'One moment please' he said in perfectly formed French, I nodded and watched as he went and fetched another police officer. Moments later, they both approached me, he pointed to his colleague and indicated I speak to him. In broken French and English I told his friend what had happened. He interpreted to the Angel and his expression grew more and more worried. This wasn't good. They both looked at each other and spoke for a while in French, from their faces I began to suspect that there was nothing they could do for me. The colleague confirmed this and my response was to leave my shore of safety and spiral into another wave of fear and panic. I nodded accepting my fate, took one last look at the Angel, he was instantly apologetic and took a step back. I felt doomed. If the French police couldn't help me no body could. it was all over, I envisioned a life destined to walk the streets of Paris, destitute and homeless, with no money, no bag and no phone. The Angel somehow received my telepathic messages of distress as he didn't walk away with his colleague. He stood looking at me pensive, bringing his finger to his lip again, he nodded his head. 'You stay here, for ten minutes, stay here and I will come for you'

Wednesday, 12 January 2011

Excerpt from Chapter 24-The Beginning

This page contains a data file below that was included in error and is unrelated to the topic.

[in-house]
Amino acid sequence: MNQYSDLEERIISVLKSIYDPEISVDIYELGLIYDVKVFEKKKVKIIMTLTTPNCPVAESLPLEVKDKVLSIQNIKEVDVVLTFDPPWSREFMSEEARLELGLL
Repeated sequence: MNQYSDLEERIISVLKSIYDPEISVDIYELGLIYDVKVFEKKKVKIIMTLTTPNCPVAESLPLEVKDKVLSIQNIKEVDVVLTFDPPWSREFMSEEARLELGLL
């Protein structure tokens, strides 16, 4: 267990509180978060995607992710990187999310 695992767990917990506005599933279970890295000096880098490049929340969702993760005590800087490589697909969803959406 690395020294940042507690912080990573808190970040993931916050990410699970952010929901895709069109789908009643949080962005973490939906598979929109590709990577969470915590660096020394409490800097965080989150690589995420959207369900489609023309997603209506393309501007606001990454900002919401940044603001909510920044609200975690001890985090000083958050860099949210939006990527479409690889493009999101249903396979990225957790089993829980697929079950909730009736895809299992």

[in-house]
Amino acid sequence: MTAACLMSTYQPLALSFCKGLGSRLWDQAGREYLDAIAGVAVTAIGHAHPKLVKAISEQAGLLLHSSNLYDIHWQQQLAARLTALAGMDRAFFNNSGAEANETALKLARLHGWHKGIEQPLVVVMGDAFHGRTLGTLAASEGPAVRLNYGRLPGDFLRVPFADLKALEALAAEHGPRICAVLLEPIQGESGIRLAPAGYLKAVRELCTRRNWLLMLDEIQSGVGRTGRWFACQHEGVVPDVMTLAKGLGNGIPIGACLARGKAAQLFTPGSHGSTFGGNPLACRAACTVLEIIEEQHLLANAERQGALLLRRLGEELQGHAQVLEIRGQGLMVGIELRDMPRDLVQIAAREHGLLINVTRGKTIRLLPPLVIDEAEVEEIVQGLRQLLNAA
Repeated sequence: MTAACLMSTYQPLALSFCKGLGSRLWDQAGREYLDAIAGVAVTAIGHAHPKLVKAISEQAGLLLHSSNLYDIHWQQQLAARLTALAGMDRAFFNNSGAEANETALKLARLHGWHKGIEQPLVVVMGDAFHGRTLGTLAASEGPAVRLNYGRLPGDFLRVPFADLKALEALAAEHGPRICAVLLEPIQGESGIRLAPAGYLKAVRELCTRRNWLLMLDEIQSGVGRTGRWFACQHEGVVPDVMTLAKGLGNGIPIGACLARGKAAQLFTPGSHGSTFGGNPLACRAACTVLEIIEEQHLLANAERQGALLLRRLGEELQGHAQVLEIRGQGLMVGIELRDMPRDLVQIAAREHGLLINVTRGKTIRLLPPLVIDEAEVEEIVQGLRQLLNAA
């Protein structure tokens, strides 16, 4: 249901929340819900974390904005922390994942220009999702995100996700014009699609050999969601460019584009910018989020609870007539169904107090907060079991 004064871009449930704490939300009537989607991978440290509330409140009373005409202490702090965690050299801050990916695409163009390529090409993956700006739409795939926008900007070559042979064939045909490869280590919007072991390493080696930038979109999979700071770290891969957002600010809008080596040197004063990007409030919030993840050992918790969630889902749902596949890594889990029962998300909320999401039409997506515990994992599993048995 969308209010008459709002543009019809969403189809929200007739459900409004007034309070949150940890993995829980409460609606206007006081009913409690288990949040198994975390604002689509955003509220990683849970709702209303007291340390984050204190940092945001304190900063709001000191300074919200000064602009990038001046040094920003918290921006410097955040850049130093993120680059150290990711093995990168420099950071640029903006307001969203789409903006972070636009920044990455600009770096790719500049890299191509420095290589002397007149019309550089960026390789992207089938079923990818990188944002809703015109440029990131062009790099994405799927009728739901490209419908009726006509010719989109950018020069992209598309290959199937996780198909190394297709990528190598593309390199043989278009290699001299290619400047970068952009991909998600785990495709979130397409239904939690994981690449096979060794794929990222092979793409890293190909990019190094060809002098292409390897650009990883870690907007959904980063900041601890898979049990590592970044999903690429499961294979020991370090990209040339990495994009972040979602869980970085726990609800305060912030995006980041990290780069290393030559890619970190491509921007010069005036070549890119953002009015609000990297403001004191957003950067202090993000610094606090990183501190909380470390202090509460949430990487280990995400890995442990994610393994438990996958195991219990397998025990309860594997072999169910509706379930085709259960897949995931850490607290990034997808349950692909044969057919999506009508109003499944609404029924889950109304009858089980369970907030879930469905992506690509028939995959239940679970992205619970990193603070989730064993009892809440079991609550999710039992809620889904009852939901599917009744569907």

My life became a maelstrom of misunderstandings and desperate discoveries of a future I had not envisioned all those years ago. My thoughts oscillated between fears of brain tumours and and tears of longing for the simple life of school. My loved ones omitted the tragic parts of deaths and disappearances, easing me into the narratives of those no longer. Why had life as I'd known it no longer existed? In agreement with my Doctor they insisted I didn't read newspapers, watch television or force myself to remember anything from the past seventeen years. My adolescent self-preserving stubbornness rebelled. I wanted to see how the world had turned out. I was mortified, digital television projected cartoonish images from a flat screen television, a varicoloured wonder to the pale and boring analogue my eyes were used to. Reality TV was a complete enigma, it seemed to churn out this fatuous vat of desperate and unhappy people enslaved to the fantasy that fame would bring their often meaningless lives some semblance of purpose. Men Women and Children lost in a life of lusting after the lens searching for celebrity and recognition. My Sister painstakingly took the time to explain 911 and 7/7, the war on terror and the worlds scramble for diminishing oil reserves. As the reality of the ever increasing technological, biological and psychological threat to the planet dawned on me, I had to stop her before I threw up my possibly genetically modified dinner. I had fallen asleep dreaming of a world full of endless opportunities and Utopian peace and had woken up in a dark Blade Runner-esque nightmare, where someone was always watching you.